We chose Moon Lake To experience the wilderness last week, although we slept in a rustic cabin. How I had looked forward to this trip. There is nothing as pristine as the clean, cool air in the High Uintah Mountains in Utah. The hundred mile range receives over 500 inches of snow annually. It is a scenic, alpine view of grassy meadows sprinkled with wild flowers, mountain peaks, over a thousand lakes, and many cold clear streams.
From the front porch of the cabin we could see Moon Lake, tall log pole pines, and quakening aspen. While morning and evenings are cool the cabins heat up in the day without air conditioning, but cool off as the breeze blows through open windows.
The cabins are about 30 feet a part, so imagine my dismay when the campers next to us started a daytime camfire and the smoke drifted through our cabin windows. I have asthma so we closed all the windows and hiked to Duck Creek which is one of the outlet streams that flows into Moon Lake and there are no campsites.
From Duck Creek we drove to various streams that are South of Moon Lake. I have a passion for sitting in the shade by a babbling Brook or a rushing stream. We returned to the cabin and again hiked to Duck Creek and up the trail that leads around the East side of Moon Lake when it started to rain. We made it back to the cabin before it started to hail--one inch of hail in ten minutes. After the storm, the camfires started again and burned until after 2 a.m. I had some difficulties breathing even though the windows were closed. The cabins are not airtight.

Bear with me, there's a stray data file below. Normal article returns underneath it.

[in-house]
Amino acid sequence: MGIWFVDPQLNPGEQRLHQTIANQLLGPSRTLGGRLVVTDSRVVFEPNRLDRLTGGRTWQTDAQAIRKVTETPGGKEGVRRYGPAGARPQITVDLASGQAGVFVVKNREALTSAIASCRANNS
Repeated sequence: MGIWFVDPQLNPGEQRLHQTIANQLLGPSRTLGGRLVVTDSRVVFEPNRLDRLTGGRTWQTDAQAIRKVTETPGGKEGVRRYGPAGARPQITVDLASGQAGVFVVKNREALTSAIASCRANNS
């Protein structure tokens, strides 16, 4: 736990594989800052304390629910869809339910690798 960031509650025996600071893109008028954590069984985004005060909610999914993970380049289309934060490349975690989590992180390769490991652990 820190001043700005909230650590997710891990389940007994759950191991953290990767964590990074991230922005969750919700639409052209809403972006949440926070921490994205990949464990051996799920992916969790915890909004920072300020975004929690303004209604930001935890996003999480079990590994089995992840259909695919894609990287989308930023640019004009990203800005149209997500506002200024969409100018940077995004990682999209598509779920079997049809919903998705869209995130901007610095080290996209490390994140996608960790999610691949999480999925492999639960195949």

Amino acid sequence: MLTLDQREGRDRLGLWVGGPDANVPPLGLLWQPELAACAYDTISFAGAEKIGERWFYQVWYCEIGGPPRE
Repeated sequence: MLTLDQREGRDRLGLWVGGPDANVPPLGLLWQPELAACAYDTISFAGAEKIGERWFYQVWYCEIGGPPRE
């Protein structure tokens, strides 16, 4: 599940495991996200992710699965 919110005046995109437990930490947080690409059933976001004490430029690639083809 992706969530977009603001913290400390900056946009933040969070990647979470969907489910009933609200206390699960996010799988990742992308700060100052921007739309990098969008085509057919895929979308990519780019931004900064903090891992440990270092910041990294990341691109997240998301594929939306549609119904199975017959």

Campfires are supposed to be romantic, charismatic, and so fun to roast marshmallows. As a child I loved campfires. So what's wrong with me other than having a difficult time breathing? Why the humbug?
Campers sitting around a campfire can move away from the smoke, but neighors sitting in a log cabin have to endure it.
The contents of that fire are more dangerous than people think. In an article on BurningIssues.org, Ken Cott sites the U.S. Environmental Protection Agency who estimate that wood smoke is 12 times more carcinogenic than equal amounts of tobacco smoke and stays active in the body 40 times longer.
Children appear to be at the greatest risk of health conditions such as respiratory infections and acute bronchitis